Background: the GRADE approach to rating certainty in the results considers study design, risk of bias, inconsistency, imprecision, indirectness, publication bias, magnitude of effect, and dose-response.
We developed the guidance for applying the GRADE approach to determine certainty in estimates of future events in broad categories of patients (overall prognosis), and in estimates of the association between patient characteristics and undesirable or desirable outcomes (prognostic factors).
Objective: in this workshop, we will provide an interactive session designed to share and engage participants with our guidance for application of GRADE to evidence on overall prognosis and prognostic factors.
Description: during our workshop, we will engage participants on 10 topics related to the application of the GRADE criteria for determining the certainty of evidence on questions of prognosis. For most topics, we will provide participants with examples from real systematic reviews and meta-analyses. The participants will review the pertinent segments of the reviews, and apply our GRADE guidance to determine the certainty of the evidence.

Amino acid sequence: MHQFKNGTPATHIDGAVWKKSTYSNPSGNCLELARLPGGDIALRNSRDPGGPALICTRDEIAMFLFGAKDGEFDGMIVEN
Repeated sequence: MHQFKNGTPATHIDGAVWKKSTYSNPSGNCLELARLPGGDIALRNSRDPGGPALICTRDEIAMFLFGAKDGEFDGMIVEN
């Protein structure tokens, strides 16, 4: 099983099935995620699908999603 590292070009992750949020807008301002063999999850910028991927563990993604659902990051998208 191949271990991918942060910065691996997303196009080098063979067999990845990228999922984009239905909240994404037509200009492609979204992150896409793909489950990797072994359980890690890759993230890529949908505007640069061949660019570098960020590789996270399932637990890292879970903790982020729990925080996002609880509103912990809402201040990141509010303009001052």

- We will engage the participants in discussions over the ideal study design (randomized controlled trials vs observational studies) when assessing evidence related to prognosis.
- Risk of bias: we will introduce the first GRADE domain (high vs low risk of bias studies) with focus on considerations necessary for evidence related to prognostic factors (adjusted vs unadjusted associations).
- Inconsistency: in this segment we review the concept of inconsistency (and its relation to statistical heterogeneity). Through reviewing systematic reviews, we will assess the impact of aberrant studies and their impact on the overall conclusion of the meta-analysis.
- Imprecision: the participants will review the different frameworks for assessment of imprecision (non, partially, and fully contextualized), along with the difference between relative compared to absolute effect estimates. The workshop will provide an online calculator for determining absolute risks, necessary for the assessment of imprecision under the partially contextualized framework (most ideal for systematic reviews).
- Indirectness: in this segment, the attendees will compare the research question of a systematic review to the characteristics of studies addressing the research question. We will provide guidance for circumstances when it is necessary to rate down our certainty for indirectness.
- Publication bias: we will provide an example of a systematic review in which the assessment of publication bias based on visual inspection (funnel plot) is different compared to the statistical test.